Heisman Trophy Race 2019: Ohio State’s Trio of Fields, Young & Dobbins Could Make History

The order of the top four Heisman Trophy contenders didn’t change after Week 9, but the most interesting development in how Vegas views this season’s Heisman race lies with who is arguably the fifth-best candidate.

According to BetOnline, LSU’s Joe Burrow (4/5), Oklahoma’s Jalen Hurts (9/4), Alabama’s Tua Tagovailoa (5/1) and Ohio State’s Justin Fields (6/1) still have the four best odds, in that order, followed by Ohio State defensive end Chase Young at 25/1 after he wreaked havoc in Wisconsin’s backfield to the tune of six total tackles, five tackles for loss, four sacks and two forced fumbles.

(If you’re interested in reading more about Burrow, the Heisman frontrunner, my weekly college football column breaks down his performance against Auburn based on the numbers of pass rushers he faced and how long it took him to get rid of the ball.)

On Saturday, Ohio State Coach Ryan Day said that Young is “probably the most dominant in all of college football now” and FOX analyst Brady Quinn, who was a Heisman contender as a Notre Dame quarterback, said Young is the best player in the country.

It sets up Ohio State to potentially, if not likely, have three top-10 finishers in this year’s Heisman Trophy voting, which hasn’t been done since… Ohio State in 1973.

That year, Buckeyes offensive lineman John Hicks finished second, running back Archie Griffin finished fifth and linebacker Randy Gradishar finished sixth.

Depending on what you think of a team producing both the Heisman winner and another top-10 finisher like USC did in 1979, 2004 and 2005, Ohio State in ’95, Miami in ’92 and Nebraska in ’83, it’s arguably the most impressive achievement a team can attain in an individual award’s voting process.

Since Ohio State put three players among the top 10 vote-getters in the 1973 Heisman Trophy results, 26 teams have had two players finish in the top 10 of Heisman Trophy voting but none have had three.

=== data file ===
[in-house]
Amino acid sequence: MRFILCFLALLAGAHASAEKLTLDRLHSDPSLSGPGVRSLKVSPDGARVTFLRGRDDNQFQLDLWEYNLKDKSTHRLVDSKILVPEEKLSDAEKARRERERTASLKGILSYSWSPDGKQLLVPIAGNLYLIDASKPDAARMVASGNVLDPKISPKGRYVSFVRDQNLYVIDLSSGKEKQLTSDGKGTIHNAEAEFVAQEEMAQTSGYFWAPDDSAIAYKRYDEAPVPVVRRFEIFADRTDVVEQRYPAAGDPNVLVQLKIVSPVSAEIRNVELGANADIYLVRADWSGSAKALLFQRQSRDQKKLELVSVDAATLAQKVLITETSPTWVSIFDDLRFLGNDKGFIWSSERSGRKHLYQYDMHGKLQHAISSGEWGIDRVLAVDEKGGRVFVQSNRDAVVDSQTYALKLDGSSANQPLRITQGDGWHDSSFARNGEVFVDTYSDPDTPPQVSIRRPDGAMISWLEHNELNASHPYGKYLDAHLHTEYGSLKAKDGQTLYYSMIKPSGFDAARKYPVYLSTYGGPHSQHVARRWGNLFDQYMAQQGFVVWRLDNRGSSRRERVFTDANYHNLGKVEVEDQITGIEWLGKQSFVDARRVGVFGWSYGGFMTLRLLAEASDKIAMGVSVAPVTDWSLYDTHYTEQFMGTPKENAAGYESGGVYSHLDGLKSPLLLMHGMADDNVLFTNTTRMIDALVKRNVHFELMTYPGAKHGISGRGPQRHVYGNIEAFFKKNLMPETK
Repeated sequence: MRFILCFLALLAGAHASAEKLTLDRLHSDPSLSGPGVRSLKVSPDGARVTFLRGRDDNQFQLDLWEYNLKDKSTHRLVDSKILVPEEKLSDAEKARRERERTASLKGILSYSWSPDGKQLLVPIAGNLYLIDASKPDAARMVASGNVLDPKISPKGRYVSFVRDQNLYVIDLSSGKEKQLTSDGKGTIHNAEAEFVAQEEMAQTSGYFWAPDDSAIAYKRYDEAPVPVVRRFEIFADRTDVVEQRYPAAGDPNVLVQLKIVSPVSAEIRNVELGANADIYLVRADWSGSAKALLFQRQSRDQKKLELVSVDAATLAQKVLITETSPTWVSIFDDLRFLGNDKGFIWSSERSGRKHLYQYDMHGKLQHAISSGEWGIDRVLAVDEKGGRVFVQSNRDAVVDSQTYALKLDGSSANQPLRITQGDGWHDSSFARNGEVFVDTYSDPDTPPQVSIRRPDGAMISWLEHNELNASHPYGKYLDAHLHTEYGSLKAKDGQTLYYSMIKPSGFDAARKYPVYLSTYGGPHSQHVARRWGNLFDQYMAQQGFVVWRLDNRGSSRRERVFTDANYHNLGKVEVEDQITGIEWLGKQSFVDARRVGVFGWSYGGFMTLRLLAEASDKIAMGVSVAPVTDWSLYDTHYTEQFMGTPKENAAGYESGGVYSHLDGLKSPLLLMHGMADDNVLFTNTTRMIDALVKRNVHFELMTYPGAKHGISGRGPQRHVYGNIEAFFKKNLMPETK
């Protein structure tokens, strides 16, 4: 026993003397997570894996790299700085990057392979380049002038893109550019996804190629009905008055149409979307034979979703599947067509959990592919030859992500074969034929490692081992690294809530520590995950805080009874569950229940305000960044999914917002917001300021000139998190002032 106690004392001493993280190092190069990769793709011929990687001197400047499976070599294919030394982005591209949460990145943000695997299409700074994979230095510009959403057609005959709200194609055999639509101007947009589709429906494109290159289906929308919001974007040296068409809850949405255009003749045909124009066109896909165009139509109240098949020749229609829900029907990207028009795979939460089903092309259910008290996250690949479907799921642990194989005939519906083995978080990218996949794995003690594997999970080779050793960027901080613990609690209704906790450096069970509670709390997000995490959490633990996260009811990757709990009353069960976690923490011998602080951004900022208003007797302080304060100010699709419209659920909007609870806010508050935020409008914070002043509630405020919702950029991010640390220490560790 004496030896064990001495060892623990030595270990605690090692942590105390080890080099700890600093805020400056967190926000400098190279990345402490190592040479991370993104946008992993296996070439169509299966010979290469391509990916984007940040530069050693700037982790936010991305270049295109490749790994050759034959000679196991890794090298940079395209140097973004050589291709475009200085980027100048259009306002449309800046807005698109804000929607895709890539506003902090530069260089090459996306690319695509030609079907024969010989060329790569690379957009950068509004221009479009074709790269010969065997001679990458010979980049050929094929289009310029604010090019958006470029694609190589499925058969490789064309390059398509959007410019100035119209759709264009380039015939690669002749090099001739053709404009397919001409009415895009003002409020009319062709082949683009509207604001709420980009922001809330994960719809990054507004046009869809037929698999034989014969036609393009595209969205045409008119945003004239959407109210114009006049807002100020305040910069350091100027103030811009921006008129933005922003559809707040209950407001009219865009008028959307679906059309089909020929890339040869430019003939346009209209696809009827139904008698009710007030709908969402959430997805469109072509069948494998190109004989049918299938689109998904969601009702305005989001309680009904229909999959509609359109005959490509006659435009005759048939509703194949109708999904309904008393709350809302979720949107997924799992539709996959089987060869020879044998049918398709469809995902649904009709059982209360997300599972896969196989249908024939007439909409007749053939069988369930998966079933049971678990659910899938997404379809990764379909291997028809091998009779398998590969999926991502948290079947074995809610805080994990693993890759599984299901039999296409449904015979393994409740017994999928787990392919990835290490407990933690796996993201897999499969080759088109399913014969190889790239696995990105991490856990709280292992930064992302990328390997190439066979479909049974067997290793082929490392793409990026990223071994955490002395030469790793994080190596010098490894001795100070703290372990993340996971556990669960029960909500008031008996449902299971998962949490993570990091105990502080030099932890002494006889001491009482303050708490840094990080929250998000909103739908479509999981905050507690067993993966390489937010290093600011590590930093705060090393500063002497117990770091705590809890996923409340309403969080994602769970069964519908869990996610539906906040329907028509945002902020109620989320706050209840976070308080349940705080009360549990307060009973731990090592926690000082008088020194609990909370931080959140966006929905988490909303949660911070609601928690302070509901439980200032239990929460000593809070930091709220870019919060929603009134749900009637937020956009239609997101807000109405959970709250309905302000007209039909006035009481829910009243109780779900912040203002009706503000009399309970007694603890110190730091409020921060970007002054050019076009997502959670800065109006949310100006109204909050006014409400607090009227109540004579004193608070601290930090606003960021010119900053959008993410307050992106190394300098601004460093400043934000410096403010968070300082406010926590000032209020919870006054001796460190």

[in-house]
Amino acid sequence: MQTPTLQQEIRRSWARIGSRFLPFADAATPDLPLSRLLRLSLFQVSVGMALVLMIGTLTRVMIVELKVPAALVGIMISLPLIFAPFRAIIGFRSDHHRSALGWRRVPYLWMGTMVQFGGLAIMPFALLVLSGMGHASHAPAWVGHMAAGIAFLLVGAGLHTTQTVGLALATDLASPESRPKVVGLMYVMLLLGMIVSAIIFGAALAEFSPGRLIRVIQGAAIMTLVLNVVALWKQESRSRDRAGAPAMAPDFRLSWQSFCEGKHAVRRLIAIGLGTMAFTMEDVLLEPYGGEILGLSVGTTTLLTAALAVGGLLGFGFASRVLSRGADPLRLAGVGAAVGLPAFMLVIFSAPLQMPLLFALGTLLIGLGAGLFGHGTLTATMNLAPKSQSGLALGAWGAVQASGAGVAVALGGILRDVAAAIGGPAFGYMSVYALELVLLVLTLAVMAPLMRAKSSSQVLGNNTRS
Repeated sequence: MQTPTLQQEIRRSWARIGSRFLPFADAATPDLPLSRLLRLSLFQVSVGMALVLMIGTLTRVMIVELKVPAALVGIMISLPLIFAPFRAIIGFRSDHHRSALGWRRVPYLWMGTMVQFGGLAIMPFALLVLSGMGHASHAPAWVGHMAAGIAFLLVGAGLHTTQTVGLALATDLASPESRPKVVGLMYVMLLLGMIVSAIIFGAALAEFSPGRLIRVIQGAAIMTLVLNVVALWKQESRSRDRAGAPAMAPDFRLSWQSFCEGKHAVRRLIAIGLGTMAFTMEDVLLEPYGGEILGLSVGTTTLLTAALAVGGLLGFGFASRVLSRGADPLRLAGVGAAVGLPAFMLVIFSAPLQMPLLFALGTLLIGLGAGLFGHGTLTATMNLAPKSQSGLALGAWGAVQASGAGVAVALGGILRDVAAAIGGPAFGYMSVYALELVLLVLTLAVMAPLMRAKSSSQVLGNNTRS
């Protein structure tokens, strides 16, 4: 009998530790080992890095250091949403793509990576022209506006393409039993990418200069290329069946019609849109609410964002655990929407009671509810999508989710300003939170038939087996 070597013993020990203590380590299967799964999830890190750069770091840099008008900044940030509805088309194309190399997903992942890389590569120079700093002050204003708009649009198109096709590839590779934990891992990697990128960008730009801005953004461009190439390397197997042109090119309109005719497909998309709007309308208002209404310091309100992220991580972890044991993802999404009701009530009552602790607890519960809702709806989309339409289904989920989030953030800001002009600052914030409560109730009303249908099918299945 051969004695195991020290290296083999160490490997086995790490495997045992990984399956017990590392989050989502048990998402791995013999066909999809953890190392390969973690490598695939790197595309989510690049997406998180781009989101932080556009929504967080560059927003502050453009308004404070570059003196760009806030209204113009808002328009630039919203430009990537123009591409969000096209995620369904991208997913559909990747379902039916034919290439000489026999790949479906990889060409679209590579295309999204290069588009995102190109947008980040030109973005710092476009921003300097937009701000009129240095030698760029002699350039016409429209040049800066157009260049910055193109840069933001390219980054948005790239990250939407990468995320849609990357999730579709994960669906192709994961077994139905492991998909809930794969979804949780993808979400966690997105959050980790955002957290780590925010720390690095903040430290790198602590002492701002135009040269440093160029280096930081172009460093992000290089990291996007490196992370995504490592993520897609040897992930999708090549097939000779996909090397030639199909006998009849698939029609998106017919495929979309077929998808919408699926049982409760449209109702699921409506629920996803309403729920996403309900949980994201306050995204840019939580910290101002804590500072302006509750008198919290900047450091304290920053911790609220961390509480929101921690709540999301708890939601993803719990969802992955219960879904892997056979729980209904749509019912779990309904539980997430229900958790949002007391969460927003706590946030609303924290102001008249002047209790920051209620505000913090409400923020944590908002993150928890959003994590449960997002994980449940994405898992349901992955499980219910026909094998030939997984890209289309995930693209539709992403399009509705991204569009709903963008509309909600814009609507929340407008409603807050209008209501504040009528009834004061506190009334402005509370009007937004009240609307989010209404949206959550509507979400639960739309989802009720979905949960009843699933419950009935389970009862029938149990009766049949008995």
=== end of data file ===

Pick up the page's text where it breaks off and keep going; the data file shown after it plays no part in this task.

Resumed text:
The complete list is at the bottom of this story, but seven schools have had multiple top-10 finishers in multiple seasons in the last 45 years — USC (four, if you include 2005), Miami (three), Nebraska (three), Oklahoma (three), Florida State (two), Notre Dame (two) and Penn State (two).

In 2004, six of the top 10 finishers came from three schools, each school with two.

Ironically, it feels like Ohio State’s trio of Fields, running back J.K. Dobbins and Young could finish in a very similar order, respectively, this season as the Buckeyes’ three top-10 finishers did in ’73.

Fields currently has the fourth-best odds, according to BetOnline, but he’s barely behind Tagovailoa, who is expected to return to practice on Wednesday, according to Nick Saban. Tagovailoa and Burrow’s teams will compete head-to-head in Week 11, and we’ll explore in next week’s column what has happened historically when two Heisman contenders share the field, but it’s not a stretch to think that one of them could drop in the pecking order after that game in Tuscaloosa.

Dobbins is currently second nationally in rushing yards with 1,110 yards, 11th in yards per attempt (7.2) and tied for 15th in rushing touchdowns (nine). On Saturday, he outplayed Wisconsin’s Jonathan Taylor, who was held to 52 yards on 20 carries and whose luster has diminished after the Badgers’ suffered their second loss in as many weeks.

Only Oklahoma State RB Chuba Hubbard’s rushing stats (1,381 rushing yards, 16 touchdowns) are clearly better than those of Dobbins, but Hubbard’s Cowboys are just 5-3, which could put a damper on the amount of Heisman attention he receives.

Then there’s Young, who has 13.5 sacks, 15.5 tackles for a loss and five forced fumbles through eight games.

That’s an average of 1.68 sacks per game — just 0.03 sacks behind Terrell Suggs’ mark of 1.71 per game in a season, which is the FBS record since 2000. Suggs had 24 sacks that season, also a record.